"Yeats’s visionary poetry inspired his critic-commentators in the latter half of the twentieth century to re-invent criticism as a visionary mode equal to the poet’s. Daniel O’Hara closely chronicles and brilliantly articulates what this inspiration has meant, and what it portends for a renewal of poetics in the present and the future. Summoning all readers to join the revisionary work, O’Hara’s book is vital literary history and an indispensable critical meditation." –Robert L. Caserio, Professor Emeritus of English, Comparative Literature, and Women’s, Gender, and Sexuality Studies, The Pennsylvania State University, University Park, USA.

 "Over the last five decades, Daniel T. O’Hara has been among our most astute critics of modern and postmodern literature, criticism, and theory. In this scintillating volume, O’Hara returns to his roots in Yeats’s poetry, the subject of his first monograph (Tragic Knowledge [1981]) and one he has revisited throughout his career, in order to show how Yeats’s poetics informs revisionary critical theory and practice in our time.The result is a magisterialcombination ofnuanced close reading, critical reflection, historical contextualization and rigorous theoretical speculation." — Robert T. Tally Jr., Texas State University, Texas State University, USA.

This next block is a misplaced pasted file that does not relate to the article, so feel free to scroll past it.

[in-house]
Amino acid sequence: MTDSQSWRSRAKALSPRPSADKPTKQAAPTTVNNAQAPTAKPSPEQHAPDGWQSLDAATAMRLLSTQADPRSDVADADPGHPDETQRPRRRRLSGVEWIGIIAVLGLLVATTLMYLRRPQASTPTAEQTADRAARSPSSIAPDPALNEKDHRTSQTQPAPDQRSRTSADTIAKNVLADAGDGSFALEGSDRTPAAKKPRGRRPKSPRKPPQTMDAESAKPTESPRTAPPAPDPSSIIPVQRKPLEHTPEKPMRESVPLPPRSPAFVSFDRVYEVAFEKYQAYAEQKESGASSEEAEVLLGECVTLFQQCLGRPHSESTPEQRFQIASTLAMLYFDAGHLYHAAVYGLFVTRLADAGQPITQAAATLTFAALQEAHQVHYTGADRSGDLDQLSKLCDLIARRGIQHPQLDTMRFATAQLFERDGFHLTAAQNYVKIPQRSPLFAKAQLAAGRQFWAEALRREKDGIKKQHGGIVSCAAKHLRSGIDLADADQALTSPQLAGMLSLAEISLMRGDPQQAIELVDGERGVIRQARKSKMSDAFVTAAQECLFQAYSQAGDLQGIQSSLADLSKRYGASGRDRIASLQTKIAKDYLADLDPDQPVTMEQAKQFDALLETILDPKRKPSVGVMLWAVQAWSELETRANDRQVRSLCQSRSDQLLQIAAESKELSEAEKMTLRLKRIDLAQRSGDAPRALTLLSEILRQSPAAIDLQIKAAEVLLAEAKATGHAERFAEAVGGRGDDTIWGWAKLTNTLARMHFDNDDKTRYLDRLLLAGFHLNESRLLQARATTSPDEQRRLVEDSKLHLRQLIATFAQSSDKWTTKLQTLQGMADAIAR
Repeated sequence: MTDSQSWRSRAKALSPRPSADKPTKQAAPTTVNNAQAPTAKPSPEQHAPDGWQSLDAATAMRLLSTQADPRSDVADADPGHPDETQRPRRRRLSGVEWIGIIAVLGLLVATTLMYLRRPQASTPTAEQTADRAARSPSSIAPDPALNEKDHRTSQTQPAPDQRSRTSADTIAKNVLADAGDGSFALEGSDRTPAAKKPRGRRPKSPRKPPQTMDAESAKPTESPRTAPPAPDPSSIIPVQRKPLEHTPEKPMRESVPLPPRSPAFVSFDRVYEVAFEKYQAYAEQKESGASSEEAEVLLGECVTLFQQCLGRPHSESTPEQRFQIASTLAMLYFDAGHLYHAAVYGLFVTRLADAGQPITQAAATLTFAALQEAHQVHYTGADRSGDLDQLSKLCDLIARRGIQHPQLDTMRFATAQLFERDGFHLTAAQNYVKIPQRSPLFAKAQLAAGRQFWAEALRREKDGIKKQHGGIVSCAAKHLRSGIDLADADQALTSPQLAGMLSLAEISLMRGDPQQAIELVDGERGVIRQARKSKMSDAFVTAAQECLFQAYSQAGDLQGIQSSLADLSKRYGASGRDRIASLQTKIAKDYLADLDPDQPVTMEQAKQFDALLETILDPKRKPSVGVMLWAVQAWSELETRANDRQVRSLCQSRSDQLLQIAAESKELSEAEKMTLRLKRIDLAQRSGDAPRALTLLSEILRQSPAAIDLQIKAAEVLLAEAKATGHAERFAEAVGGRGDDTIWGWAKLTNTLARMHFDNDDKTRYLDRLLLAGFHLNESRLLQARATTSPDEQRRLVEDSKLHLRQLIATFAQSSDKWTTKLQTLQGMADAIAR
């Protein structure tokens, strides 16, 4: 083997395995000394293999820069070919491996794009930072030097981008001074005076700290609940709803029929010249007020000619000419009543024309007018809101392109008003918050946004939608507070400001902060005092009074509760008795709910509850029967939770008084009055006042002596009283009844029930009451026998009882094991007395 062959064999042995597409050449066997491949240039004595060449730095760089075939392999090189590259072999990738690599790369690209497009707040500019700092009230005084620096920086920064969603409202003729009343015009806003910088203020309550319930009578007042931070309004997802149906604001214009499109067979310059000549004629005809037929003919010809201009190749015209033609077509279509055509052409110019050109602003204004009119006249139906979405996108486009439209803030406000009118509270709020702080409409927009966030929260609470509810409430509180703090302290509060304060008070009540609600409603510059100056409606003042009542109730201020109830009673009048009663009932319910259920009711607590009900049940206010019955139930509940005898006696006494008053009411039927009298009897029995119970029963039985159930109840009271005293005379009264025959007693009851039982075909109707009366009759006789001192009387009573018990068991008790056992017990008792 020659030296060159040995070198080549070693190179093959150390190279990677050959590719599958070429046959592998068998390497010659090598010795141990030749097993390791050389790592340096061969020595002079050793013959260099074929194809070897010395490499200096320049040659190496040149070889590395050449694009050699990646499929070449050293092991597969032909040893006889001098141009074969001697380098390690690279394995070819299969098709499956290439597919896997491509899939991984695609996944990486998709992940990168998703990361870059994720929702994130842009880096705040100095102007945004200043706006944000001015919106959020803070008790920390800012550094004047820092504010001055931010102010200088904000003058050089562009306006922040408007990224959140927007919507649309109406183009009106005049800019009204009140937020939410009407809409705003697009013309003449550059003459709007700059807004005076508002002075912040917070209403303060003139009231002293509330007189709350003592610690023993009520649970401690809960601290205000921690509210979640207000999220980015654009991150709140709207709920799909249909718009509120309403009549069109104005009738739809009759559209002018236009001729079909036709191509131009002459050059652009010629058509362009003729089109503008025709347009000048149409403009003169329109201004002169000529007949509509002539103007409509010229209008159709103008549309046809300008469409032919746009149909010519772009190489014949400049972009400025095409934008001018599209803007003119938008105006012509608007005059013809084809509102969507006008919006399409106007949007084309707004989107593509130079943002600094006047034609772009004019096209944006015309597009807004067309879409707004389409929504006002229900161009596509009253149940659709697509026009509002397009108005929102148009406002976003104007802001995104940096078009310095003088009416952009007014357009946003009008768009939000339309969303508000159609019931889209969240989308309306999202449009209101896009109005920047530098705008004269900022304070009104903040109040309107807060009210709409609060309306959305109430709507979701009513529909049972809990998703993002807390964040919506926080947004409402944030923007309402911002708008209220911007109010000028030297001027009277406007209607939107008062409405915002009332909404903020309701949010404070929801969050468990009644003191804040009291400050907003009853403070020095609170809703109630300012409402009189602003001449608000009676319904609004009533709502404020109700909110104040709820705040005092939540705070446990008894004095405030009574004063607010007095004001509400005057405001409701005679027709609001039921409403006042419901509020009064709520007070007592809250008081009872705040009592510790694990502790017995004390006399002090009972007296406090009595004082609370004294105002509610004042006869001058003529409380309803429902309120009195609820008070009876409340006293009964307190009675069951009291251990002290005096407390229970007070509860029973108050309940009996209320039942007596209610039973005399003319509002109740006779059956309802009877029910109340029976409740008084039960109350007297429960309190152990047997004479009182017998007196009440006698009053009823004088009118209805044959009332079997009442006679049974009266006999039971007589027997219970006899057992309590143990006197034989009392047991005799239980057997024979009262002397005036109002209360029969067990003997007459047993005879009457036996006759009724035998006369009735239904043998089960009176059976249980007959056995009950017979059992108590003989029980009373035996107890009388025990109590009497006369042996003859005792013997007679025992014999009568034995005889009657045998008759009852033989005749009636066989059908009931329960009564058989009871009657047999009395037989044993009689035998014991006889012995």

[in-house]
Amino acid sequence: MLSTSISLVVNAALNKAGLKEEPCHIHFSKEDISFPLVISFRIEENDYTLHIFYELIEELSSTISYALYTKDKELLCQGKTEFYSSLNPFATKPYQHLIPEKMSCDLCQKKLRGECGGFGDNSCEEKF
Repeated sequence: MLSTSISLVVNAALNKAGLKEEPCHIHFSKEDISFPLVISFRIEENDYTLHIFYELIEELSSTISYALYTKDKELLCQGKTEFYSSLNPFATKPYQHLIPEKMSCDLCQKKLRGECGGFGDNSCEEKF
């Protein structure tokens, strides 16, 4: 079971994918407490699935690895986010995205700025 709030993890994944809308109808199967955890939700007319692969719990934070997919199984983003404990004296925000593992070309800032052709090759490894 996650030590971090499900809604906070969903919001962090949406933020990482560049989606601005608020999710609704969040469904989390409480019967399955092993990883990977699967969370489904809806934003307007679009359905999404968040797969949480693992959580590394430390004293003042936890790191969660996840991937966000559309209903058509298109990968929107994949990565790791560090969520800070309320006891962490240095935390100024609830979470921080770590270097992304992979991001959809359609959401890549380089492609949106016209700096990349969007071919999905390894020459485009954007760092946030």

"O’Hara’s fascinating essays use Yeats to examine the history of literary criticism and theory as well as romanticism and modernism. Rarely does a book on a single author demonstrate such range and coherence. Rarely is academic writing so accessible. Yeats and Revisionism is essential reading for any student of literature. " - Daniel Rosenberg Nutters, Pennsylvania State University - Brandywine, Pennsylvania.

Author Information

Daniel T. O’Hara, long time review editor of Boundary 2: an international journal of literature and culture (1984–2014) and currently contributing editor to symploke: a journal of theory in culture and advisory editor for American Book Review, is the author and editor/co-editor of fifteen books in critical theory and modernist literature, most recently the author of Virginia Woolf and the Modern Sublime: the Invisible Tribunal (Palgrave Pivots: 2015) and co-editor (with Donald E. Pease and Michelle Martin) of Humanist Criticism and the Secular Imperative: The William V. Spanos Reader (Northwestern University Press: 2015).


Anthem symploke Studies in Theory

Table of Contents

Acknowledgments; Preface; Introduction: Dancer and Dance: Yeats’s Romantic Modernism and Critical Revisionism; 1. The Irony of Tradition in W.B. Yeats’s Autobiography: Dialectical Hermeneutics Beyond the New Criticism; 2. The Specialty of Self-Victimization: On Antithetical Revisionism; 3. Yeats in Theory: Blackmur, Bloom, De Man and Hartman; 4. The Divisions of Yeats Studies Continued; 5. Modernism’s Global Identity: On the Dogmatic Imagination in Yeats, Freud and Beyond; 6. Yeats with Lacan: Toward the Real Modernism; 7. The Spirit Medium: Yeats, Quantum Visions and Recent Lacanian Studies; 8. And All the Ceremonies to Come: Of High Modernism, Visionary Violence and Post-Marxism; Afterword: The Reader in Yeats; Bibliography; Index